A life of…gardening?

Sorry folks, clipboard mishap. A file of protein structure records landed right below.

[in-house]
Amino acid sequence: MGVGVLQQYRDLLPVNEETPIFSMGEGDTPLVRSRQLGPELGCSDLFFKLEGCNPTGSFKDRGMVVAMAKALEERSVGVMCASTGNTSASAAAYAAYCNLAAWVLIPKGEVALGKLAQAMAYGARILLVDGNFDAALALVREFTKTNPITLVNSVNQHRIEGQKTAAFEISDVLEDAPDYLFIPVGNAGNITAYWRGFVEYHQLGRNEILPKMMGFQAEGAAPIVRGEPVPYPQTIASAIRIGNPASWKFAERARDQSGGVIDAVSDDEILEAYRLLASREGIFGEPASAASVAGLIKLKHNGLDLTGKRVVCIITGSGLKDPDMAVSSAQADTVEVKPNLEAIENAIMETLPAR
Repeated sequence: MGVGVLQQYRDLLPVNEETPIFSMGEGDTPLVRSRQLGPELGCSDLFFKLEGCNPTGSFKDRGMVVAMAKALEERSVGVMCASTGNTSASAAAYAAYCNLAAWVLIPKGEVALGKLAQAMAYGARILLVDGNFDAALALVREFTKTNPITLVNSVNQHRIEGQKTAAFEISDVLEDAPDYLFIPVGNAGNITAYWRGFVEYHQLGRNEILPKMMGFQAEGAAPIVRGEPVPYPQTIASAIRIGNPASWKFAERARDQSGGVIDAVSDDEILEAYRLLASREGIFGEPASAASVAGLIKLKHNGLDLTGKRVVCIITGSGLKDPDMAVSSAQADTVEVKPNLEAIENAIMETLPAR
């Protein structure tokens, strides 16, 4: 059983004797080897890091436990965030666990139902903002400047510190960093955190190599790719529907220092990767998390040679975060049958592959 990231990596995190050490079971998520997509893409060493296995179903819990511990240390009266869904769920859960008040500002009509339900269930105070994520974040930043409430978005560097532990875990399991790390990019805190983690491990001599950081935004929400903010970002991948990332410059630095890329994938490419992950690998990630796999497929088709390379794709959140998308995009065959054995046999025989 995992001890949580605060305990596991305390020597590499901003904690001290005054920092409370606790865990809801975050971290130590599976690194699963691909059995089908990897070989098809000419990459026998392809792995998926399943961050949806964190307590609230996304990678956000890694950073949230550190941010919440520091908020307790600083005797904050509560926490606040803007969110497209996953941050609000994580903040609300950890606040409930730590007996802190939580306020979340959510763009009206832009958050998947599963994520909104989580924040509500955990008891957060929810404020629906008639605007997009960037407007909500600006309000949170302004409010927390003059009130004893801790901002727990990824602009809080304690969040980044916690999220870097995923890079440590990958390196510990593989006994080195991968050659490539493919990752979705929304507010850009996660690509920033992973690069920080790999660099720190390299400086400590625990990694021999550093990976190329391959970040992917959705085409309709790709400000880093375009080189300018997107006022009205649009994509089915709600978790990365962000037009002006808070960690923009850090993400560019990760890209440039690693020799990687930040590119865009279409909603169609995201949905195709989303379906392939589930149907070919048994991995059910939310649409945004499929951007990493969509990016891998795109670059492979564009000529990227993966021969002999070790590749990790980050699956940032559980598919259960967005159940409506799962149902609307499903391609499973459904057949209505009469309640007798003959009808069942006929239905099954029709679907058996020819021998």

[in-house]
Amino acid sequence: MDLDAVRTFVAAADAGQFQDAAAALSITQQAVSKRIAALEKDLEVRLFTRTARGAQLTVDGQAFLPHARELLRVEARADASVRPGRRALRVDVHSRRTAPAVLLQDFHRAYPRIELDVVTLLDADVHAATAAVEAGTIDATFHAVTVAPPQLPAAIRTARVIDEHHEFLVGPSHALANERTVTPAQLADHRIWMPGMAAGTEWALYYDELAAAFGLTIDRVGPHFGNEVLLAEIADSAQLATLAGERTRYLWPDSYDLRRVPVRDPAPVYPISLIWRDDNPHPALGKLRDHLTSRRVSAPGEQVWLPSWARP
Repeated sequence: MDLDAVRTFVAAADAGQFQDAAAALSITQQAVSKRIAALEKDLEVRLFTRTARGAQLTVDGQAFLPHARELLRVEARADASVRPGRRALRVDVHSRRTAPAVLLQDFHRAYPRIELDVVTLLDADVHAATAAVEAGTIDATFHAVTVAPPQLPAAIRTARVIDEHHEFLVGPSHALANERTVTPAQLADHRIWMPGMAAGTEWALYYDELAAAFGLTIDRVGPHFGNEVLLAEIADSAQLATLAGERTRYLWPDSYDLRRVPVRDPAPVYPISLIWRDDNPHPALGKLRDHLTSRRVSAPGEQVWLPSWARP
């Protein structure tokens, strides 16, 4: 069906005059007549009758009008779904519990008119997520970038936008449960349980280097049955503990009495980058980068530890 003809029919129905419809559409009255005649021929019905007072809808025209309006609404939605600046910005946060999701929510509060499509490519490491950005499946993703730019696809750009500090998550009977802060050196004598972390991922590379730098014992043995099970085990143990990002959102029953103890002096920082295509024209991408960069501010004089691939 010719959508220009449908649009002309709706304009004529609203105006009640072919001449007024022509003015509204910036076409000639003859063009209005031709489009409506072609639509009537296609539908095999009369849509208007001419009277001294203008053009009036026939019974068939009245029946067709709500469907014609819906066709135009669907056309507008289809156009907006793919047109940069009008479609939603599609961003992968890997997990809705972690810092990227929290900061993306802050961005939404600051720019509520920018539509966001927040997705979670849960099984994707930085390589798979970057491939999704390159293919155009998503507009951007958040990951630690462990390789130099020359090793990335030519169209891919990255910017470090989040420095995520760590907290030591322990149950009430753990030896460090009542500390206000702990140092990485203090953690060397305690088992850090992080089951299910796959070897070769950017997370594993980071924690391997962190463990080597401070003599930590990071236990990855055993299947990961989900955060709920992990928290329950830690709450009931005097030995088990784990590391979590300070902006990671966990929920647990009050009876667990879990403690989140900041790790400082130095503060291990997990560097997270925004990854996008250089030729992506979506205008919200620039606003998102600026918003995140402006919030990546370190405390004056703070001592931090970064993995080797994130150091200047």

In a plowed field outside of my dorm room in Peru I watch a couple pick weeds. Each with hoe in hand, they move row by row, up and down the field bent over in labor. I wonder if it’s meditative work. I think tending a garden would be a valuable hobby or skill. A place to connect with the earth and my food, a place to practice patience, and a place to learn and grow because I imagine gardening can be a humbling pursuit at times. But this couple is not gardening. This is an elderly couple, alone in a corn field, bent over from a lifetime of labor. Each week they return to work their field- hoeing and weeding, up and down, row by row, bent over beneath the sun, which is intense in the high mountain atmosphere of the Sacred Valley. These people are not tending plants as a hobby; the couple are giving everything they have to these rows of corn so the plants do well and they can sell the corn, probably for a small amount of money. This couple have probably worked the same mountainside, bent over in the same beating sun for 60+ years. Yet I wonder if the work does take them to a place of meditation and connection with the earth. I wonder if the slow nature of their lives alleviates some of the stress that comes baked into a standard western rat race or if all humans are subjected to a certain level of stress no matter where they come from. Surely these Peruvian farmers must stress over the health of their family and about the rain at least. Personal relationships must stress this couple like my own stress me. But I wonder what would be their reaction if I could explain my idea of gardening to them. As this couple is bent over in the dirt year after year for a lifetime I wonder if they ever considered the work meditative or humbling or a place to practice patience? Or were they simply more interested in keeping the plants alive so they can keep themselves alive? I wonder what they would think about the idea of keeping a garden for fun, keeping a garden as a hobby. Then I wonder about the grass on the other side and what desire means to this couple in the corn field?